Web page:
When we multiply a and b we can get a number of size comparable to N2. Thus it would appear that there is no way faster than to perform division. However, there are alternatives that can be made faster as we shall see. A similar operation is ab. The following procedure can be applied to additive and multiplicative structures in /N to speed up both operations in some cases.
Let G be a group (or semi-group) and g and element of G. Let k be a natural number. We wish to compute u = gk. We have the recursive identity gk = (g[k/2])2 . g(k%2), where [k/2] is the integer part of k/2 and k%2 is 0 or 1 according as k is even or odd.
If G has an identity element 1 (i. e. G is monad). We can proceed as follows. Set u = 1, p = g. We induct on k, outputting u when k becomes zero. When k is greater than zero, if k is odd, we replace u by u . p. Then we cwreplace k by [k/2] and replace p by p2, the square of p, before induction on k. This is known as right-left powering.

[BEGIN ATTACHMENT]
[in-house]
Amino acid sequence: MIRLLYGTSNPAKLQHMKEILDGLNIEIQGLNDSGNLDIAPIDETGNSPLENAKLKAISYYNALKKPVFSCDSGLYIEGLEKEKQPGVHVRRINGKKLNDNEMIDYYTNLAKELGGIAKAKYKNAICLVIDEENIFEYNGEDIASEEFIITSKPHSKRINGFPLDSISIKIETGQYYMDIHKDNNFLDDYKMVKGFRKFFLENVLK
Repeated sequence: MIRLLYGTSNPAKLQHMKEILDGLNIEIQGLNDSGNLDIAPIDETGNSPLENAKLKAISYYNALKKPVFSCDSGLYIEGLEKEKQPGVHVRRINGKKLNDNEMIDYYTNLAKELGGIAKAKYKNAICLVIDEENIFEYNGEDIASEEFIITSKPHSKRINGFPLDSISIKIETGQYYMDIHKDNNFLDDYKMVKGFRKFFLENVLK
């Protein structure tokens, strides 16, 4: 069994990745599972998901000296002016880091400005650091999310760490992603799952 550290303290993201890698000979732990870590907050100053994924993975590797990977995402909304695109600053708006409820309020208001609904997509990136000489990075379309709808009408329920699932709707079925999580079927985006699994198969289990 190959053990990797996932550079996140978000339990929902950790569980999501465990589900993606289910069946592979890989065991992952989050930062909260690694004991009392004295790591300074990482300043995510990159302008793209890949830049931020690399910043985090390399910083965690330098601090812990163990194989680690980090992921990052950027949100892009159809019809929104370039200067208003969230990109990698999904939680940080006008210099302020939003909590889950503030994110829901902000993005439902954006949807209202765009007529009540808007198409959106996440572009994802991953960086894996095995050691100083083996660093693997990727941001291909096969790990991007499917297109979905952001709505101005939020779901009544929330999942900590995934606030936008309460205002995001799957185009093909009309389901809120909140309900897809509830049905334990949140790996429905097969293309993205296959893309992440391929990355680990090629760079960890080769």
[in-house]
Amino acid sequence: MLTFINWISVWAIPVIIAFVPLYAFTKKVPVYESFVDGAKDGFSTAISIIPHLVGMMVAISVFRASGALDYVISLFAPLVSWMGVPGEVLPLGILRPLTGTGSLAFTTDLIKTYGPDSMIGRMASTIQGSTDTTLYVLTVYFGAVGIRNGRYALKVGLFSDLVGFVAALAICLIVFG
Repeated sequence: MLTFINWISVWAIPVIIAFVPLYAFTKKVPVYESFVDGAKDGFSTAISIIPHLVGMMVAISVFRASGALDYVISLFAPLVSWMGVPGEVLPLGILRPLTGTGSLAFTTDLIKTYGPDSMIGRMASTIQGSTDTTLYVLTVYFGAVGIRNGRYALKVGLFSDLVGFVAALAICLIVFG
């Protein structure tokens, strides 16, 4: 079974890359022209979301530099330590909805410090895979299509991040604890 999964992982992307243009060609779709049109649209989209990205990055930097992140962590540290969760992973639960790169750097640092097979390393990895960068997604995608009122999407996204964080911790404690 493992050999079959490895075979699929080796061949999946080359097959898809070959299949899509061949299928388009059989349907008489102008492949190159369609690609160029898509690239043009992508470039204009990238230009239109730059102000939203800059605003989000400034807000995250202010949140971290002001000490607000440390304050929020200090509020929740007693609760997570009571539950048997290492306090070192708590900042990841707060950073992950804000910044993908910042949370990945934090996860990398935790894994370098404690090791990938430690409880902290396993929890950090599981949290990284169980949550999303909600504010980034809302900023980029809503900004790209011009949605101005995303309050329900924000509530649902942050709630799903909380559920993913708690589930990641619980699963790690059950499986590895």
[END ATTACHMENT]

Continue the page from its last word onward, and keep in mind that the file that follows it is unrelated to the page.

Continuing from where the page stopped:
We can use the recursion directly to define gk in terms of g[k/2] and g(k%2). Now, the latter is either g or 1, thus we only need to take squares and multiply by a fixed number g. In particular, when g easy to multiply with there is a substantial saving of time and space.
The main hurdle for arithmetic modulo N is division (as usual). To divide by a, we apply the extended GCD to a and N (by one of the earlier algorithms) to get a solution of xa + yN = d, where d is the GCD of a and N. Moreover, by appropriately choosing the initialisation we can also ensure that 0 x < N. Now let z = xb. From the above identity we get az = db in /N. In particular, if d = 1, we see that z is the quotient a/b in this ring.
If k is the order of the group of units (invertible elements) in /N, then ak = 1 for any a which is coprime to N. Thus, we see that ak - 1 = x and this could sometimes be a faster way of computing x. One situation, when k can be computed easily is when we have a factorisation of N.
More generally, in case we have a factorisation N = m1 ... mr with mi mutually coprime, then a computationally effective form of the Chinese Remainder theorem allows us to make all arithmetic operations faster.